§ 11.114 Client with diminished capacity.
(a) When a client's capacity to make adequately considered decisions in connection with a representation is diminished, whether because of minority, mental impairment or for some other reason, the practitioner shall, as far as reasonably possible, maintain a normal client-practitioner relationship with the client.
(b) When the practitioner reasonably believes that the client has diminished capacity, is at risk of substantial physical, financial or other harm unless action is taken and cannot adequately act in the client's own interest, the practitioner may take reasonably necessary protective action, including consulting with individuals or entities that have the ability to take action to protect the client and, in appropriate cases, seeking the appointment of a guardian ad litem, conservator or guardian.
(c) Information relating to the representation of a client with diminished capacity is protected under
§ 11.106. When taking protective action pursuant to paragraph (b) of this section, the practitioner is impliedly authorized under § 11.106(a) to reveal information about the client, but only to the extent reasonably necessary to protect the client's interests.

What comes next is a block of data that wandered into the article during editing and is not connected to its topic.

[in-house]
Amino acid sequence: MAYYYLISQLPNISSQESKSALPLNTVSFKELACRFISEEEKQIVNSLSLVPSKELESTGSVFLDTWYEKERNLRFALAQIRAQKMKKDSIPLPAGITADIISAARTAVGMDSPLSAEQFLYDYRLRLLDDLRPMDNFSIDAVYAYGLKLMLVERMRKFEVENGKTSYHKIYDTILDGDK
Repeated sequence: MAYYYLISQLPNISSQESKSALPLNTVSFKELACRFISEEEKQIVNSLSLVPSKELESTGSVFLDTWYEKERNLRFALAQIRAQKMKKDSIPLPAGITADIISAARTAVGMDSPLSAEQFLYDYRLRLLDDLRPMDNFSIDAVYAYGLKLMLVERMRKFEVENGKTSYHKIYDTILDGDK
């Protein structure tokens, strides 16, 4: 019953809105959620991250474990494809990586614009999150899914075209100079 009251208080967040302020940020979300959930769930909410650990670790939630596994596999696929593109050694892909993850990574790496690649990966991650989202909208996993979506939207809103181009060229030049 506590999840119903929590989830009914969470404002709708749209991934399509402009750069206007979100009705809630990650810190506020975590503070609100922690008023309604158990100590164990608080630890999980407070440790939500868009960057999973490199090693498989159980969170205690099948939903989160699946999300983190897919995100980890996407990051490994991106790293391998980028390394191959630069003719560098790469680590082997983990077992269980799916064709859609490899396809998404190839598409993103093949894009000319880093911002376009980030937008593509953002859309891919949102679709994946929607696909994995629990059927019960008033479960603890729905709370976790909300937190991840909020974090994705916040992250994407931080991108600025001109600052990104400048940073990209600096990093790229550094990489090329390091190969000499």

§ 11.115 Safekeeping property.
(a) A practitioner shall hold property of clients or third persons that is in a practitioner's possession in connection with a representation separate from the practitioner's own property. Funds shall be kept in a separate account maintained in the state where the practitioner's office is situated, or elsewhere with the consent of the client or third person. Where the practitioner's office is situated in a foreign country, funds shall be kept in a separate account maintained in that foreign country or elsewhere with the consent of the client or third person. Other property shall be identified as such and appropriately safeguarded. Complete records of such account funds and other property shall be kept by the practitioner and shall be preserved for a period of five years after termination of the representation.
(b) A practitioner may deposit the practitioner's own funds in a client trust account for the sole purpose of paying bank service charges on that account, but only in an amount necessary for that purpose.
(c) A practitioner shall deposit into a client trust account legal fees and expenses that have been paid in advance, to be withdrawn by the practitioner only as fees are earned or expenses incurred.
(d) Upon receiving funds or other property in which a client or third person has an interest, a practitioner shall promptly notify the client or third person. Except as stated in this section or otherwise permitted by law or by agreement with the client, a practitioner shall promptly deliver to the client or third person any funds or other property that the client or third person is entitled to receive and, upon request by the client or third person, shall promptly render a full accounting regarding such property.